The legislation already has been endorsed by the AFL-CIO, AFGE, AFSCME, the Alliance for Retired Americans, Communications Workers of America (CWA), International Federation of Professional and Technical Engineers (IFPTE), UAW, Working America, American Family Voices, Americans for Democratic Action, Americans for Tax Fairness, Campaign for America’s Future, Coalition on Human Needs, Credo, Economic Policy Institute Policy Center, the Financial Accountability and Corporate Transparency (FACT) Coalition, the Institute on Taxation and Economic Policy, Main Street Alliance, MomsRising, Network Lobby for Catholic Social Justice, Other98, Oxfam America, Patriotic Millionaires, People Demanding Action, Progressive Congress Action Fund, Public Citizen and Small Business Majority.

Kenneth Quinnell Wed, 02/28/2018 - 14:18

Tags: Tax Reform

The AFT Has Long Been an Advocate for African Americans

Wed, 2018-02-28 10:05
The AFT Has Long Been an Advocate for African Americans

In celebration of Black History Month this year, we'd like to take a look at the important role that one of the most influential groups of working people in the United States has had in the fight for equality for African Americans—teachers. From its beginning in 1916, the AFT has been on the forefront of organizations fighting for equality for African Americans in the U.S.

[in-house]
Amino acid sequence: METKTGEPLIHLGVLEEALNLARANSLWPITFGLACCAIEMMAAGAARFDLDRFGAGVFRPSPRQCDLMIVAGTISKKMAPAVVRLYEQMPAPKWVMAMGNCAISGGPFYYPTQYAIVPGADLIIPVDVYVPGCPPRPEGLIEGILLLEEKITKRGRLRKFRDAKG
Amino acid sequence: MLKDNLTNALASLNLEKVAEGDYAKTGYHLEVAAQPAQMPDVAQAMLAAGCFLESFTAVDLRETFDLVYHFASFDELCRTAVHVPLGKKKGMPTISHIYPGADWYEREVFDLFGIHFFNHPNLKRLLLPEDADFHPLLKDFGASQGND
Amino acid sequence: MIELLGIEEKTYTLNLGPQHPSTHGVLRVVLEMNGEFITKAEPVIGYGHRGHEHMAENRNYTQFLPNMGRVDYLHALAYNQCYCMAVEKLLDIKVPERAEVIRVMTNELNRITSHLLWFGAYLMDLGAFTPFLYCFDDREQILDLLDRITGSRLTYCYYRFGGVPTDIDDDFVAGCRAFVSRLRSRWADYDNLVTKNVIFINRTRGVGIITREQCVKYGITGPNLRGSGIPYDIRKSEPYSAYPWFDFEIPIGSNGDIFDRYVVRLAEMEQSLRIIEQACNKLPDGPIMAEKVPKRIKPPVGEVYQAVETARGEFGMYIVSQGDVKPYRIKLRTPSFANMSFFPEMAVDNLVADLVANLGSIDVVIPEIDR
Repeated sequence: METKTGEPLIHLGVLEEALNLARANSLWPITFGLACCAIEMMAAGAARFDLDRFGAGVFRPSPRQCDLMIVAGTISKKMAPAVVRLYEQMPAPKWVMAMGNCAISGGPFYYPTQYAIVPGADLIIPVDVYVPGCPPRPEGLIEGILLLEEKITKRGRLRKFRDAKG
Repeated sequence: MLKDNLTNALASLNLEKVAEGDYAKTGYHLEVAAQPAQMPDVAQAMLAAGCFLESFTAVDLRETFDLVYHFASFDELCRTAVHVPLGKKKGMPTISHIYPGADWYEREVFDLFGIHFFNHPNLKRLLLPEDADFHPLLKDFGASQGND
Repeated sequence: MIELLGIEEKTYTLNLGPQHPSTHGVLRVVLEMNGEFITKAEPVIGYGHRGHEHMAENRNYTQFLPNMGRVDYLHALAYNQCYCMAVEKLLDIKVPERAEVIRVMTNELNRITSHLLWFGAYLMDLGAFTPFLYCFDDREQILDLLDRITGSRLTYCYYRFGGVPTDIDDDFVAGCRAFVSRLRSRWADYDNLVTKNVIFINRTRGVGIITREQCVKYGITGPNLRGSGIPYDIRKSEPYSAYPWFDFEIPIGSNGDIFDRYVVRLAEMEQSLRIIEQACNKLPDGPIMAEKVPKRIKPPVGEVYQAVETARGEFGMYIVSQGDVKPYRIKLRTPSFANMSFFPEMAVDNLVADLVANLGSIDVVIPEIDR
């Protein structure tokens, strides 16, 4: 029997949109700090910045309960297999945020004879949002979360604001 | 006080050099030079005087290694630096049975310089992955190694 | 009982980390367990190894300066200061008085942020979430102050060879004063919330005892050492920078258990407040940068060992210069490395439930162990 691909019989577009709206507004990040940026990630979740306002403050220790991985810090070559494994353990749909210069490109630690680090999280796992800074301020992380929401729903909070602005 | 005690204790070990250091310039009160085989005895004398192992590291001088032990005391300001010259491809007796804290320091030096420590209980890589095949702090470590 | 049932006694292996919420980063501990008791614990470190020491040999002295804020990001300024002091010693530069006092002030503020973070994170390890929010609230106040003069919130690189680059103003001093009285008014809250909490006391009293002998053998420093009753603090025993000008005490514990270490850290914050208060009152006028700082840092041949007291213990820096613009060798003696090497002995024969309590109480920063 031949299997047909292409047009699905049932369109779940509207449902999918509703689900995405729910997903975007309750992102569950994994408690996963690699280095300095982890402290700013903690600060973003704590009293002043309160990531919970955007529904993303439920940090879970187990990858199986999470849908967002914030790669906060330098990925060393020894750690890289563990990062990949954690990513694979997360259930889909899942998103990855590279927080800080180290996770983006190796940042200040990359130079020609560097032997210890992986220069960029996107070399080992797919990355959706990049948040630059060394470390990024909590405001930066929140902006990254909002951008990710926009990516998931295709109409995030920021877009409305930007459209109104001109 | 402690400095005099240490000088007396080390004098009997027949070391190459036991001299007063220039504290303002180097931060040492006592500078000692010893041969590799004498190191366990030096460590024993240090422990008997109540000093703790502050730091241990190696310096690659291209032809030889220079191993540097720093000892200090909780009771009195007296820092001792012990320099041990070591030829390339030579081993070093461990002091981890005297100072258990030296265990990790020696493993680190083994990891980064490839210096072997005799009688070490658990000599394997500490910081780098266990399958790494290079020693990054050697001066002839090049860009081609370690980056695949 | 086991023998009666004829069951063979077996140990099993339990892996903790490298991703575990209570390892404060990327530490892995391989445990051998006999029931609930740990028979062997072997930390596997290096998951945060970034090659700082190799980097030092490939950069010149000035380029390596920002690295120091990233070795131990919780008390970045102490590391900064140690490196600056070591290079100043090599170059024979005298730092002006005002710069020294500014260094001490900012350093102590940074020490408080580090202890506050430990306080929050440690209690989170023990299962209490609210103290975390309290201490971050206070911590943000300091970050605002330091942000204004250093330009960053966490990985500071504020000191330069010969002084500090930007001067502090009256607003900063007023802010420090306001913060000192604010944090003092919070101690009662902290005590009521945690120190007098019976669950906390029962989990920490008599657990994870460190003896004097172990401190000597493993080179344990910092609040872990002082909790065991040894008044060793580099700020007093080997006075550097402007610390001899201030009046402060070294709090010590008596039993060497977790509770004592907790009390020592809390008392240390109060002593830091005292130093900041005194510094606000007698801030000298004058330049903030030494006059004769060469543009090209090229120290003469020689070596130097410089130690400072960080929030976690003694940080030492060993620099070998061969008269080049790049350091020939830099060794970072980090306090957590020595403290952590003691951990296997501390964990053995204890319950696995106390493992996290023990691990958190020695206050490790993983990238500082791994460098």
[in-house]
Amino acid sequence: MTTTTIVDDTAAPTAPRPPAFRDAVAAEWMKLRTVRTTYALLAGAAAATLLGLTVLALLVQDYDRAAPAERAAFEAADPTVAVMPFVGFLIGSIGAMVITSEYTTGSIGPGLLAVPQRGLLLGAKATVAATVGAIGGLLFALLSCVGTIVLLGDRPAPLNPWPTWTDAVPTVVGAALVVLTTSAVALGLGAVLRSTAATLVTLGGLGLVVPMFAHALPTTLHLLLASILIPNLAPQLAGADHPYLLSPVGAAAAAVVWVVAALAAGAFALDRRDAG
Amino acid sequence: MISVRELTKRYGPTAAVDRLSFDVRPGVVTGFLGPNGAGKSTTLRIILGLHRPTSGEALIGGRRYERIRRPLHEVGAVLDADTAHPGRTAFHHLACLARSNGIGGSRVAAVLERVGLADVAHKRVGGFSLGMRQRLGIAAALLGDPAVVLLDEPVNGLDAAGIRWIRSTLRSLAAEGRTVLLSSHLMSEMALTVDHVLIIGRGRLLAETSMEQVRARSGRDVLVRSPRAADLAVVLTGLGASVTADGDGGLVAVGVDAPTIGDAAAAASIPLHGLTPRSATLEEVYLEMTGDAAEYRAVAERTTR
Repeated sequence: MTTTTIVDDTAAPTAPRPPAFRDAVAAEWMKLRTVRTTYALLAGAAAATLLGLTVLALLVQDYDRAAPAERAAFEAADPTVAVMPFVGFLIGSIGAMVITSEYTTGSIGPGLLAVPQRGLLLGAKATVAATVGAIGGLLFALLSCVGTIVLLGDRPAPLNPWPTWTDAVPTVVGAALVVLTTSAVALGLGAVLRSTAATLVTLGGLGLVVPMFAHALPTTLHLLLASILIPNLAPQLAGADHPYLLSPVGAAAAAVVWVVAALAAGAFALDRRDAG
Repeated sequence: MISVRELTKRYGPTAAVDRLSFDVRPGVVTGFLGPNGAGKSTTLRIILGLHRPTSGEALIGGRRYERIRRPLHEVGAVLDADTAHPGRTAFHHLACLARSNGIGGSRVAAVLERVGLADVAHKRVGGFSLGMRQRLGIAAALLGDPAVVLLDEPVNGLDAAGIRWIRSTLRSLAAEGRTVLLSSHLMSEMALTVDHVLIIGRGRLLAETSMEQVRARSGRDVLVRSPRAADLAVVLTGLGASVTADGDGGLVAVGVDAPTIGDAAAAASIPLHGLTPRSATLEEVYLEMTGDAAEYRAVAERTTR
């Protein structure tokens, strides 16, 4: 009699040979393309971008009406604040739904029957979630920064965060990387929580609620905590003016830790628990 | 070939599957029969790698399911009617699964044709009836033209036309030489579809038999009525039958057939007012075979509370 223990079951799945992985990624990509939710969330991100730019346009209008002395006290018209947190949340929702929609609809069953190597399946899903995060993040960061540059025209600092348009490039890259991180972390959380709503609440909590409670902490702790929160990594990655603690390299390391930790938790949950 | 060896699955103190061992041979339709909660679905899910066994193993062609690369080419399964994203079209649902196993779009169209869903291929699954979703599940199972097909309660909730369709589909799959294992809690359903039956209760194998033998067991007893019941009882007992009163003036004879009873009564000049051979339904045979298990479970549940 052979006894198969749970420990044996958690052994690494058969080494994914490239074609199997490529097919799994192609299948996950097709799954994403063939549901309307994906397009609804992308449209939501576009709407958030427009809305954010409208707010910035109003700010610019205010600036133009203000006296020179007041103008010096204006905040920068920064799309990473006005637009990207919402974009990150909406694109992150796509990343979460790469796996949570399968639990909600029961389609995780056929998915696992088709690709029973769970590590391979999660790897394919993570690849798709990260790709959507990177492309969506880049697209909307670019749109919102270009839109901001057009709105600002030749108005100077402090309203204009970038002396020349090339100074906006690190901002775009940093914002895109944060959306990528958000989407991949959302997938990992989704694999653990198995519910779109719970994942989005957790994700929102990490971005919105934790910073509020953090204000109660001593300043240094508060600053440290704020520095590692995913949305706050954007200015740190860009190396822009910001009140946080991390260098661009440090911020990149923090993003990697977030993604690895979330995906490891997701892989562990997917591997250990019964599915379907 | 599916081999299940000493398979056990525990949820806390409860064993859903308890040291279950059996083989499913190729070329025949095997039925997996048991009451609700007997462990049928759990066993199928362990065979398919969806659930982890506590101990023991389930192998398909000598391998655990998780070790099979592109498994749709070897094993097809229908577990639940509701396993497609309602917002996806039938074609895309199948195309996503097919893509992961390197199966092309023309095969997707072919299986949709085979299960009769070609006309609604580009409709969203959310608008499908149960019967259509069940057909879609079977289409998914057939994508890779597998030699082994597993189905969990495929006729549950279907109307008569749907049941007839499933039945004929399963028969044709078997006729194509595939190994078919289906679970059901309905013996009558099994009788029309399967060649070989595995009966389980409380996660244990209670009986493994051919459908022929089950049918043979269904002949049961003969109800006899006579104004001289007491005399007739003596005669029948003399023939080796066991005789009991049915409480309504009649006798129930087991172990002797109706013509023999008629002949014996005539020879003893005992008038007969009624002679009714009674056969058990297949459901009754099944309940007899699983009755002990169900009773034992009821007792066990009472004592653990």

AFT formed in 1916 in Chicago. It was one of the first educational organizations to allow African American members. In 1918, the federation called for equal pay for African American teachers, the election of African Americans to local school boards and for compulsory school attendance for African American children. Before it had even held its second convention, AFT issued its ninth local charter to the all-black Armstrong-Dunbar High School teachers in Washington, D.C. The AFT newsletter at the time welcomed the new members gladly, noting that black teachers "were especially in need of whatever assistance could be given not only to the teachers themselves, but to the development of educational opportunities…throughout the country."

In 1919, AFT called for equal educational opportunities for African American children. The next year, it formally petitioned Congress to drastically improve funding for Howard University, a historically black university in Washington, D.C. A decade later, it called for the social, political, economic and cultural contributions of African Americans to be taught in public schools. Beginning in the 1930s, AFT started refusing to hold its conventions in locations that were segregated or discriminated against African Americans. The 1938 convention in Cincinnati was moved after the convention hotel required black participants to use the freight elevators. In 1963, AFT moved its entire convention out of Florida, where it was scheduled to be, so its members didn't have to travel and lodge in the Jim Crow South.